In theory, per file is weaker, since you give the attacker potentially valuable information on every file versus one giant encrypted disk (where an attacker has no idea whether the disk has any files on it or not). In practice, both are strong. Personally for sensitive data, I'll encrypt the sensitive file (e.g., a keepass database) on an encrypted disk -- that way when my system is running (and the system can read the unencrypted disk) the sensitive file is still protected (unless I've specifically opened it); and if my disk was stolen or someone tried changing data on my hard drive from a live cd, the data as a whole would be protected.
From file sizes, modification times and other meta-data, the attacker may be able to match some standard system files with their original versions and this information could in principal be of use in a known-plaintext attack. However, modern ciphers try and prevent against this type of attack by using large random and unique initialization vectors (among other techniques); however note the weakness in say WEP wireless encryption fundamentally was due to short IVs (only 24 bits) so only about 2^12 ~4096 messages needed to be captured before the same IV reappeared (so from guessing one plaintext you can recover other plaintexts).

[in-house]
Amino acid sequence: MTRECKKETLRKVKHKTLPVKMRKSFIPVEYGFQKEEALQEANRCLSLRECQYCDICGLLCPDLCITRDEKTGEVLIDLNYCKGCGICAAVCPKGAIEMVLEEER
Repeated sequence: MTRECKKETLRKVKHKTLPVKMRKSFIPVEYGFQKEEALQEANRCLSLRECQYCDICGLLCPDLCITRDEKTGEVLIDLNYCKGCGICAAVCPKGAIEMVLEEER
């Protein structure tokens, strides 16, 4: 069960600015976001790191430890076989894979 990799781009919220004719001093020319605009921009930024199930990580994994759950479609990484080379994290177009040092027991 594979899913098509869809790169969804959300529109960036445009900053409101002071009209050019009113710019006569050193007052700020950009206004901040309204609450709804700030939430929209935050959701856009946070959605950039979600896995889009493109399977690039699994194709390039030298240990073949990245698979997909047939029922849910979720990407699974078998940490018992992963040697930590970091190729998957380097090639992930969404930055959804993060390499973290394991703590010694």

There could also be extra information that an attacker could obtain from file sizes/times on the per file method even if they can't decrypt them; e.g., you could tell by the number of files/accessed date if people are currently actively working on a project or not, etc.